My Heart Is So Hard!

It pleased God to visit the town of H., and the surrounding villages, with a time of general awakening. It bore no resemblance to those seasons of fitful and forced excitement, resulting from laborious efforts in what are called "special services," which are too often mistaken for revivals in the present day. It was a time in which the awakening and converting power of God's Holy Spirit was like "showers on the grass," or "a dew from the Lord that tarrieth not for man, nor waiteth for the sons of men" (Mic. 5:77And the remnant of Jacob shall be in the midst of many people as a dew from the Lord, as the showers upon the grass, that tarrieth not for man, nor waiteth for the sons of men. (Micah 5:7)).
The preaching of the Gospel was attended by crowds who had not been wont to attend it; seriousness sat on every countenance while listening to the Word; old and young, men, women and children, were impressed with the importance of eternal things; and numbers, among whom many have fallen asleep, but the greater part continue to this day, "were turned from darkness to light, and from the power of Satan unto God.”
One of the converts in this time of blessing was Sarah A., a married woman of middle age, humble circumstances, and no education; but a person of stronger mind than many whose advantages were greater than hers. How she was first led to consider her fallen state, and solemn prospects for eternity, I do not at this distance of time remember; but her convictions and distress were so deep and long continued, as to leave an impression which no lapse of time could erase. Regular in her attendance on the preached word, and diligent in searching the Scriptures, she cried earnestly to God for mercy, and was always ready to listen to any Christian who would converse with her on the solemn question of how she was to be saved. For months her distress continued, amounting sometimes almost to agony; and nothing that was addressed to her seemed to afford the least relief. Her case became the subject of frequent and anxious conference among those who were laboring for the Lord; and often did they unite in prayer on her behalf, but still deliverance was delayed. The constant burden of Sarah A.'s complaint was the hardness of her heart.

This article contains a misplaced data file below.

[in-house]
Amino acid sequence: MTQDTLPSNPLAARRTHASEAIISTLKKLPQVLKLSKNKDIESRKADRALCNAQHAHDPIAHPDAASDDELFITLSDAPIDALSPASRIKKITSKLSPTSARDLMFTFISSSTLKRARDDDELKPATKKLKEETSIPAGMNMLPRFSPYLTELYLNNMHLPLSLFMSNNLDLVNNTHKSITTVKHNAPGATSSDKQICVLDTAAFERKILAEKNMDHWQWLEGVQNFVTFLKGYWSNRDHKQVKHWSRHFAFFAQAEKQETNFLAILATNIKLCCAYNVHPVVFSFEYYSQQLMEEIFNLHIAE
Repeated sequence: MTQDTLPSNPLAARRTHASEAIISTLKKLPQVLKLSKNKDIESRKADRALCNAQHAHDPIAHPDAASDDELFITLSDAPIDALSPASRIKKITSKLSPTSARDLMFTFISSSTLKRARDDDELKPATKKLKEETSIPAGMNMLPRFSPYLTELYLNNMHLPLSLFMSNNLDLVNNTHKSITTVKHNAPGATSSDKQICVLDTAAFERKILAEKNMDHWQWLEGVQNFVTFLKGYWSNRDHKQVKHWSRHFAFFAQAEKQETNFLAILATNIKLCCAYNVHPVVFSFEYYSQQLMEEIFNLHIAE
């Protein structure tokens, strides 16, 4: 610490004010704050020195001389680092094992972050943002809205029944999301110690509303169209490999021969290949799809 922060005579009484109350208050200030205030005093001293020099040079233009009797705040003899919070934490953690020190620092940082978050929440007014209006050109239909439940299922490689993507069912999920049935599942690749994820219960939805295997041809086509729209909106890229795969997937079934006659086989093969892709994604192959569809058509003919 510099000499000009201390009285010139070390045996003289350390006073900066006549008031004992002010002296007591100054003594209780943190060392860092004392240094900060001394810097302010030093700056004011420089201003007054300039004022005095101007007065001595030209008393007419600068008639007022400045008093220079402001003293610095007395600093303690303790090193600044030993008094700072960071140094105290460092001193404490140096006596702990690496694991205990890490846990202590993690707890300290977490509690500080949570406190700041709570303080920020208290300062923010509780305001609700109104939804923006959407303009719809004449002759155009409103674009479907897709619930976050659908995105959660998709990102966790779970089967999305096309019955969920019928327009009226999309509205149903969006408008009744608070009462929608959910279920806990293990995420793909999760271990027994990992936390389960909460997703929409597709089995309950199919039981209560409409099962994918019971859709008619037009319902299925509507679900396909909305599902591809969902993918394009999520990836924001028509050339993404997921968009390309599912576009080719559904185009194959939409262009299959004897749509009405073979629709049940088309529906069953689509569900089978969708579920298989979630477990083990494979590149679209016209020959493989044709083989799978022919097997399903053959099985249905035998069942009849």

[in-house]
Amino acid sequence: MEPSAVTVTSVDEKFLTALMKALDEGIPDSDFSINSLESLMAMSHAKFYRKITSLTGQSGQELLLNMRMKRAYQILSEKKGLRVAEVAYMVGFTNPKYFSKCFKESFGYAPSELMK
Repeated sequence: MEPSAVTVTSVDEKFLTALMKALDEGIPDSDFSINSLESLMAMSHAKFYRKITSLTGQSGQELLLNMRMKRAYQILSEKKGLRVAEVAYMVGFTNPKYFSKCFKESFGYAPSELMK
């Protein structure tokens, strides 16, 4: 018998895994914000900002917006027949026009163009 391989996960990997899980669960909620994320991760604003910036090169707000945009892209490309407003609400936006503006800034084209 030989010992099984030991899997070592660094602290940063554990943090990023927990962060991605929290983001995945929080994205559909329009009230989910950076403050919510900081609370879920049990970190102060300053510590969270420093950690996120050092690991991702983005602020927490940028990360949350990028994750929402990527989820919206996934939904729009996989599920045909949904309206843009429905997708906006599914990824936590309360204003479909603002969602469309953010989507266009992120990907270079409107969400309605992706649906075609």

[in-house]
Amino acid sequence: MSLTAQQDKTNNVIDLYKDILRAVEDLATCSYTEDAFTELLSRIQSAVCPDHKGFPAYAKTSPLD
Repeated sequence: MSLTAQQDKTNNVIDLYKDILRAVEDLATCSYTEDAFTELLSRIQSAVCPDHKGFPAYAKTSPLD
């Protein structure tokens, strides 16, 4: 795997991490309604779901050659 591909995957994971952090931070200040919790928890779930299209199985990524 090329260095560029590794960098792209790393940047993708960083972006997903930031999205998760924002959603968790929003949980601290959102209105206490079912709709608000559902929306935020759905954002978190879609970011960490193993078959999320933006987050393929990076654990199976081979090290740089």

“My heart is so hard," she would say; "I see what a sinner I have been, but I cannot feel it. I believe all you tell me, but though my sins stare me in the face, I cannot shed a tear; my heart is as hard as a stone. What is to become of me, poor, wretched, hardened sinner that I am?”
Often and often was she told that we are not justified by feeling, but by faith: that even faith justifies only as it receives Christ, and trusts in Him, in whom all the saving virtue dwells; while she, on the other hand, was trying to make a Savior of the softened, tender feelings after which she craved. I remember saying to her,
“Hard-hearted as you are, it was for such as you that Jesus died. Come to Him as you are. Bring your hard heart to Him. Behold the Lamb of God. One believing look to Jesus will do more to soften your heart than pouring over your sins and impenitence will do in a year. You wish for penitential feelings as a warrant for looking to Jesus and trusting in His precious blood; but depend upon it, if ever you have such feelings as you desire, they will be the effect of beholding Him by faith-of believing God's record of His Son.”